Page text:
“I think all the training we had through the process was invaluable and brilliant, but you also really learn by doing.”
Chris: “And you’ll constantly make mistakes too, but it’s the learning that matters.
“Our supervising social worker, Zoe Floy, has been amazing, absolutely brilliant.”
Ian: “If I’ve ever needed to phone her to have a chat she’s just there. It makes all the difference.”
Q. How did you feel when you had your first foster placement?
Chris: “It was scary as hell having our first placement. They were two siblings aged 7 and 8, for an emergency placement. You don’t know how the children will be before you get them through the door. They were fine when they landed initially, but later, they were asking us what was going to happen to them.”
Ian: “We’ve always thought honesty is the best policy. We are always open with the children about what we know. We told them that we knew what was going to happen tomorrow, and beyond that, we didn’t know, but we would be there.”
Q. What is the biggest challenge about fostering?
Chris: “Fostering is very time-consuming and very demanding, and you have to be prepared to go all-in. It can be difficult to get the balance right sometimes. We’re lucky that, with the children we care for, we get one day a week to ourselves to do the relationship thing and have some downtime.”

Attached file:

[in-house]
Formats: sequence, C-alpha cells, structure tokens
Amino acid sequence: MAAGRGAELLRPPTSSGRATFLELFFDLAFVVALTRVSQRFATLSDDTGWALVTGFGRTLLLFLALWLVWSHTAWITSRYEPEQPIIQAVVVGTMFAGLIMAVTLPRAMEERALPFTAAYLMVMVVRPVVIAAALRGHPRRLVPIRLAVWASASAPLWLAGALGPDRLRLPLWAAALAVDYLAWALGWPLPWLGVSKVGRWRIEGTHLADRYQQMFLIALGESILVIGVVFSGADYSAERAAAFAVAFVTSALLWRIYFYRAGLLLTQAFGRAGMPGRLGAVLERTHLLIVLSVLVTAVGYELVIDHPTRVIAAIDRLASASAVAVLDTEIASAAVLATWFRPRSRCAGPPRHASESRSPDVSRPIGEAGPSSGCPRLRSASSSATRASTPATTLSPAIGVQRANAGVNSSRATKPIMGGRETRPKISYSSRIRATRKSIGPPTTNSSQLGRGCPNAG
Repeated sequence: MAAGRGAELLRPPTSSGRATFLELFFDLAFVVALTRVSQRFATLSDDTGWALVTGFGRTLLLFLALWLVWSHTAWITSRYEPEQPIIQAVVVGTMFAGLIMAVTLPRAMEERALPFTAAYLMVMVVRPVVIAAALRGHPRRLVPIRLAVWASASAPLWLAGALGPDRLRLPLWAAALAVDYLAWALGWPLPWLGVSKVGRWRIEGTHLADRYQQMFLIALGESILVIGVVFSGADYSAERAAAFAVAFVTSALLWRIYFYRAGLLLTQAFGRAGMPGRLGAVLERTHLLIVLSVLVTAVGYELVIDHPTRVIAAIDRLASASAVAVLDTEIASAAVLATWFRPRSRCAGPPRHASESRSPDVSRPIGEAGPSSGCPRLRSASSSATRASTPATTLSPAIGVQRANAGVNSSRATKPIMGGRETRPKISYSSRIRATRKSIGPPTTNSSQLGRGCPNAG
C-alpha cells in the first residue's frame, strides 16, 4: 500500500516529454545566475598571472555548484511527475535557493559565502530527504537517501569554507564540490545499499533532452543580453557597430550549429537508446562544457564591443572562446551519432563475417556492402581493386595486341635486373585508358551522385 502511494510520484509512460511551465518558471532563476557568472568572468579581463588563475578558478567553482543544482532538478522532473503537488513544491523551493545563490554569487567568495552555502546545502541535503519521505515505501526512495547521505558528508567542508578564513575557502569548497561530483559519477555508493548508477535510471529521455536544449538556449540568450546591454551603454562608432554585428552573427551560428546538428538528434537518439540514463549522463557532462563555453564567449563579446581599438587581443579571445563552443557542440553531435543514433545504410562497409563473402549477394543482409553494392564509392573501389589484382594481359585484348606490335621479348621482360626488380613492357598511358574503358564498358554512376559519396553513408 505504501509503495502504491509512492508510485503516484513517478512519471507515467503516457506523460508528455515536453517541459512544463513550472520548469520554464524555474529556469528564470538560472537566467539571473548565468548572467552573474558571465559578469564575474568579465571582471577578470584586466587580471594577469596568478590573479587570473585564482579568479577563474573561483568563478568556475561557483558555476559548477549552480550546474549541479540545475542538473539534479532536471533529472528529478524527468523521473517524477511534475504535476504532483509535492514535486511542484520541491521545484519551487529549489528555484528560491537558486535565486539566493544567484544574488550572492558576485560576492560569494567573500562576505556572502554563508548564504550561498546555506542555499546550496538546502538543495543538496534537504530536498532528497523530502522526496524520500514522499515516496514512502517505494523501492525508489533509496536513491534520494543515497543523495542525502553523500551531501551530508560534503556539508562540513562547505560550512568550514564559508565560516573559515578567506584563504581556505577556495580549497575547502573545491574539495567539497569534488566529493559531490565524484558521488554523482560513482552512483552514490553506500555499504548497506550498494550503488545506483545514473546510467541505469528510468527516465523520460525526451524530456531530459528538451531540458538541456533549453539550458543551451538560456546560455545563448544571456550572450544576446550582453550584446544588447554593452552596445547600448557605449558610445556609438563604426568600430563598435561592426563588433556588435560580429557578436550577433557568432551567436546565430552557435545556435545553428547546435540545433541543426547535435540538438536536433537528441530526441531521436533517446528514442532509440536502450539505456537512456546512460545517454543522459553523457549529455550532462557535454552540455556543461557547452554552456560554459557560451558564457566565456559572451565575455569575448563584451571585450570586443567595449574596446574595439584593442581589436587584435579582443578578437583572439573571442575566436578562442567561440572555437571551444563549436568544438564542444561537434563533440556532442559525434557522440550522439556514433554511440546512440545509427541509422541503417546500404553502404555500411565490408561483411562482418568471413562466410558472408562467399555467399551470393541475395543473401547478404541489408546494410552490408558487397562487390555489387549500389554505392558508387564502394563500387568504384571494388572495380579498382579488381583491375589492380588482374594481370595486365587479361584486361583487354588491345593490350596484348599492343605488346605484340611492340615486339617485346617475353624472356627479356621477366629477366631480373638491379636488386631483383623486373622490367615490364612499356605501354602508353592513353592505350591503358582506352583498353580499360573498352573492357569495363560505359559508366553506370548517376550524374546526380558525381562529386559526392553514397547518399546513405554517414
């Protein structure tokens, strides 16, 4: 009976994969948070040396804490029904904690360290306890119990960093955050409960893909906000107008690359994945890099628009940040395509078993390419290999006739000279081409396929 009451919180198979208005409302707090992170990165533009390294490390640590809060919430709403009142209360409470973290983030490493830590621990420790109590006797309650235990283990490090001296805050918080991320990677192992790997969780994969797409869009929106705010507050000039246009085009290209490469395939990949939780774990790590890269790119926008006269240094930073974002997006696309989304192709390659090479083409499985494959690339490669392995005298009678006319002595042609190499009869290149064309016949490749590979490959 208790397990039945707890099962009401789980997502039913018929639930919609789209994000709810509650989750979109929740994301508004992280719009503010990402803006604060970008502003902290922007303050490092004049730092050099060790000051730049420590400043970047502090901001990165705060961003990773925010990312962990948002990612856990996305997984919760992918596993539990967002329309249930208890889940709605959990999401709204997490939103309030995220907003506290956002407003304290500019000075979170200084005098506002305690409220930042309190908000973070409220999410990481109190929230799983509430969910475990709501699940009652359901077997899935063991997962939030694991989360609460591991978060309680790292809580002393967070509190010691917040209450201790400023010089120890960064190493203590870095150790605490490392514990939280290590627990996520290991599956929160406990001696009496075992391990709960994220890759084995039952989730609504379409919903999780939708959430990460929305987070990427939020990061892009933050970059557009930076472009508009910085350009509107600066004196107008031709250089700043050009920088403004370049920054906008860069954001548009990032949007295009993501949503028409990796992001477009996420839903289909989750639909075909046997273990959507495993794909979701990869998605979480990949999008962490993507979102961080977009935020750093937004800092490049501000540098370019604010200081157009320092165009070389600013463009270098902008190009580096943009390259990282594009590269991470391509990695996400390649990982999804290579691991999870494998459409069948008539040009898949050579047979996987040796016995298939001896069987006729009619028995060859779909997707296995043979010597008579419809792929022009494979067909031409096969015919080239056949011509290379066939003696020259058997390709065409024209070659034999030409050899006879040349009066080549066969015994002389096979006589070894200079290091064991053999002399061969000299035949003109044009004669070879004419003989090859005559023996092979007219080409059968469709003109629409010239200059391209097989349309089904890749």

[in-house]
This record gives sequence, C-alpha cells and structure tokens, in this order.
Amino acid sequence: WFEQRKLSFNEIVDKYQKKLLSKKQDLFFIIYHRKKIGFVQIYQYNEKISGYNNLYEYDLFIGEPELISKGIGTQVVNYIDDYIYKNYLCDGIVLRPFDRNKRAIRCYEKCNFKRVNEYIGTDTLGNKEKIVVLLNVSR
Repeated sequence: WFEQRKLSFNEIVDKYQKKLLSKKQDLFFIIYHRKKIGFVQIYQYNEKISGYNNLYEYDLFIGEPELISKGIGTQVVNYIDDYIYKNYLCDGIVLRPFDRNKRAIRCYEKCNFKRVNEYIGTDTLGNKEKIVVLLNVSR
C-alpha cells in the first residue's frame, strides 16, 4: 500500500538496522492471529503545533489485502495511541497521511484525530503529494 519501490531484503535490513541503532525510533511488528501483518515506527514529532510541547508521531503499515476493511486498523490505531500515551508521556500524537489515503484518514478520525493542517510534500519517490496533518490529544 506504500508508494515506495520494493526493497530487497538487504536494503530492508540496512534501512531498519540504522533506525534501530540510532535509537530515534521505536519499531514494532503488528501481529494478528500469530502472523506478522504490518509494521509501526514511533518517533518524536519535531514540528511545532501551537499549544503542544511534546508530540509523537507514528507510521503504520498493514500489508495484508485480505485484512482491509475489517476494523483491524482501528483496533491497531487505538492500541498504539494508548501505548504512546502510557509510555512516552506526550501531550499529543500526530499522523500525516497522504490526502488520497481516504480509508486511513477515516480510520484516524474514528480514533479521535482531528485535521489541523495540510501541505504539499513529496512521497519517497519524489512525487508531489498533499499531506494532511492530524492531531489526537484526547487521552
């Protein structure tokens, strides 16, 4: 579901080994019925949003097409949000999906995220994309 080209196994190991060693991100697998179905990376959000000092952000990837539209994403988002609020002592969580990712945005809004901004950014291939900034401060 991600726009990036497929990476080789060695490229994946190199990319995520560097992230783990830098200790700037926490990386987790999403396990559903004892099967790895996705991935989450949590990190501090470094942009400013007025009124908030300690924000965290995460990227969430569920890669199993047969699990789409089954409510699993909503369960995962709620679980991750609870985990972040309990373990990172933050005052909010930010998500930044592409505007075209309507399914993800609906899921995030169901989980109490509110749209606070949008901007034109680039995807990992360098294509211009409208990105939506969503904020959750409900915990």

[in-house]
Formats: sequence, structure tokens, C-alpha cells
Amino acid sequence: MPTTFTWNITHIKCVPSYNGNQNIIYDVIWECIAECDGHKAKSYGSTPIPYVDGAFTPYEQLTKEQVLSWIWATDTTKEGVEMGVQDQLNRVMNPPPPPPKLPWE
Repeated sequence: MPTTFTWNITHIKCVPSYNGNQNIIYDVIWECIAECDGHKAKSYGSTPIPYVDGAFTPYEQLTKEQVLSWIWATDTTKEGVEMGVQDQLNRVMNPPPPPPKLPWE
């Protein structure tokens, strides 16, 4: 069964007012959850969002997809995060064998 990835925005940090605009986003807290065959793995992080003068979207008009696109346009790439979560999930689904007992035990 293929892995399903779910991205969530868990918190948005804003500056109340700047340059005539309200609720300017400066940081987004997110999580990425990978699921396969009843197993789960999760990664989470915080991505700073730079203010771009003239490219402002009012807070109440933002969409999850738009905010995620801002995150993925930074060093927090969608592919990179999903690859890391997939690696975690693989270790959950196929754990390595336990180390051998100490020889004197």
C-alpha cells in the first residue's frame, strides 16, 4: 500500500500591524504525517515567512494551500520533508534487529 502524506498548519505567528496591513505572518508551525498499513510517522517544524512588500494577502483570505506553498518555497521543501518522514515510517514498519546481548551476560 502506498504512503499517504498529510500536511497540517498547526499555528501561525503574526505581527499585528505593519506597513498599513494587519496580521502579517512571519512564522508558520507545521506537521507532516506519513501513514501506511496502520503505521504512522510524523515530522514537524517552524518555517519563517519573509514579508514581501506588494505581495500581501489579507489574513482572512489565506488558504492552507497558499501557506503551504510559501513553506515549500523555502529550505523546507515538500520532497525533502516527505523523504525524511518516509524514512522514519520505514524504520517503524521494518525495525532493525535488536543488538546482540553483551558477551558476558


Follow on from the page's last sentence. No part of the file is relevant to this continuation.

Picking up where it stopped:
Q. What would your advice be to others who identify as LGBT, and feel there might be a barrier to them applying to foster because of it?
Ian: “Chris and I come from very different perspectives on this, due to what we’ve experienced because of our age difference. I grew up thinking I could do anything; being gay has never been a barrier.”
Chris: “I think it’s a generational thing. It’s far more socially acceptable to be openly gay now; far more part of our society, culture and education. I love going to information events and meeting prospective foster carers, and talking about experiences.”
Ian: “Even when I was at school I was very quiet about my sexuality. Now there are young children talking about being gay, or transgender, or experiencing body dysmorphia. It’s more recognised.”
Chris: “30 years ago it wasn’t. 30 years ago, I had to think, ‘I’m gay, and that means I can’t do this, and I can’t do that’. Now there are LGBT characters in every TV soap opera. It’s in your home now, and that’s been a big, big change.
“If you want to foster, and identify as LGBT, do what you feel is right. If it’s something you want to do, you should go for it. There will be people who are accepting of it, and people who aren’t, but you have got to do what makes you happy.
“When you’re going into fostering, you’re doing it because you want to make a difference to a child’s life, not to satisfy someone’s opinion of you, and if you have those skills to offer, then why shouldn’t you?”
Enquire to become a Foster Carer for Somerset today – click here, phone us on 0800 587 9900 for a confidential chat, or come along to one of our information-packed events.